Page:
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Jacob Hashimoto’s installation at SITE Santa Fe seems to hover at the crossroads of painting and sculpture, but it transcends both. The SITElab exhibit, The Dark Isn’t the Thing to Worry About, evokes an experience akin to entering into a pixelated environment, a digital composition in three dimensions, or a geometrical painting exploded into the surrounding space. Circular and rectangular kites of Japanese rice paper, each one framed by bamboo, hang from the ceiling, creating a suspended rain of colors and forms that somehow retains a feeling of two-dimensional balance.

The idea of creating a composition in three dimensions was an evolution for Hashimoto. “When I first started making large-scale installations, I was coming out of a background of painting and drawing,” he said. In the 1990s, he was making large abstractions of what he describes as void space; when you’re standing in front of one, it fills your visual field. “Unless you’re Mark Rothko, you can’t really get away with that anymore.” His evolution into installation work came from a desire to break the elements of painting out of the canvas and, as he put it, “pull them into architectural space.”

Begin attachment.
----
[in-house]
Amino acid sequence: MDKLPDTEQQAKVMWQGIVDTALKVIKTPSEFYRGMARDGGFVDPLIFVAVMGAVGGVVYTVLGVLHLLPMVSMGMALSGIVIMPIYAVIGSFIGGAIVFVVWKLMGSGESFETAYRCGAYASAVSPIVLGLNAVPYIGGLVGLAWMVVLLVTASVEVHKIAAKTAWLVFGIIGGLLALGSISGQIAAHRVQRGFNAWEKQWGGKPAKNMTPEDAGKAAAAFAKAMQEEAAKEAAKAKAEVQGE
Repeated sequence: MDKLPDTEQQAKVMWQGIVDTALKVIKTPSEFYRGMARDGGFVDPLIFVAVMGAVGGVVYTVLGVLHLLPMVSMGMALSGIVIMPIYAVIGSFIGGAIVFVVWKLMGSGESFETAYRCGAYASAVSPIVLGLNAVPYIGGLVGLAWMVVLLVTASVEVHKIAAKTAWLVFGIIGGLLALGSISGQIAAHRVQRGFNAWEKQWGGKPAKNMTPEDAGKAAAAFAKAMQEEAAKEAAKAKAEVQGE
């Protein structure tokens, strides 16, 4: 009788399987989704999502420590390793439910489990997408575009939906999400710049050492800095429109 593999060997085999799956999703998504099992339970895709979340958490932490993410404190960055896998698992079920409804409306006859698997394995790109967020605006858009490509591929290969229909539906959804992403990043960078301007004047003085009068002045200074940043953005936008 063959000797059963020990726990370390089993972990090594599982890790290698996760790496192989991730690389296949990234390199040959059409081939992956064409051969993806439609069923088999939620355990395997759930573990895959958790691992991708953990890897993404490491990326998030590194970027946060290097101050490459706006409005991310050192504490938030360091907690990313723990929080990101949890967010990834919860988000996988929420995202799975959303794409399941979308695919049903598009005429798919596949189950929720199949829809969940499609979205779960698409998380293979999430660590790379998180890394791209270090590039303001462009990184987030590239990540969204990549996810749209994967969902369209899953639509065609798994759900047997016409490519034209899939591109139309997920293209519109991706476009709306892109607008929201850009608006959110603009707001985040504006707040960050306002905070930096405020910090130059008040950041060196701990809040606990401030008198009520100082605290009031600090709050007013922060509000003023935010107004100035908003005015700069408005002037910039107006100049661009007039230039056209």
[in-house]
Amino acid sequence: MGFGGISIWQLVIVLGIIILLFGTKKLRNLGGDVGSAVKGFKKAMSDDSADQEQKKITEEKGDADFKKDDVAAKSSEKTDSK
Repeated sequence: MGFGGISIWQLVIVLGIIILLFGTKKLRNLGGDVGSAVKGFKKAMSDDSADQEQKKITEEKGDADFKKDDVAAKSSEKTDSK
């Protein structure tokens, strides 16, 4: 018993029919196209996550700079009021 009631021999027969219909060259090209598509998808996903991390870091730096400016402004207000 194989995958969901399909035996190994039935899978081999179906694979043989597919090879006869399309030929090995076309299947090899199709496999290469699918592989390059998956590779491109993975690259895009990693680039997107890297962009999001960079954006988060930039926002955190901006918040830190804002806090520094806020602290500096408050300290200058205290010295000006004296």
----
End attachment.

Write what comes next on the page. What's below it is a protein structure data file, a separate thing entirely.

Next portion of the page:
The Dark Isn’t the Thing to Worry About is ceiling-mounted, with grids of repeating forms strung together, like a Piet Mondrian separated into its most basic structures and arranged in physical space. It’s situated in the gallery off the lobby at SITE, separate from the main exhibition space, and used for temporary installations that are open to the public free of charge. Hashimoto’s installation takes full advantage of the architectural design of the interior space. There’s a cohesive quality to it, as in a musical arrangement. His installations recall the aesthetics of modernism and postwar abstraction, and he also cites the influence of landscape painting traditions. In a way, The Dark is a critique of the ideal representations of space that are characteristic of landscapes. “The cornerstone of the work has always been the intersection of landscape and abstraction,” he said. “When you’re dealing with landscape and abstraction, you’re playing with the world of possibilities, optimism, and perfection. I think, through my titles, I’m able to convey some of my doubts about the tradition of working that way.”

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SOURCE: Santa Fe New Mexican

URL (full story and/or photos, video): http://www.santafenewmexican.com/pasatiempo/art/museum_shows/don-t-be-afraid-of-the-dark-jacob-hashimoto/article_b748d42e-3d85-5615-a540-7b77d1047daf.html

Oct 10, 2018

Flight Report:
Patchwork Diamond Drifts

At last, after a run of unflyable days, the weather seemed ideal for putting something up...

Why not the big Patchwork Diamond, as I have dubbed it now. This club kite is a bit of a barge, with its fiberglass tubes and metal fittings. The wind today was mainly in the Gentle range, gusting just into Moderate. The wind meter registered 12 kph with a gust to 20 soon after I arrived at the field.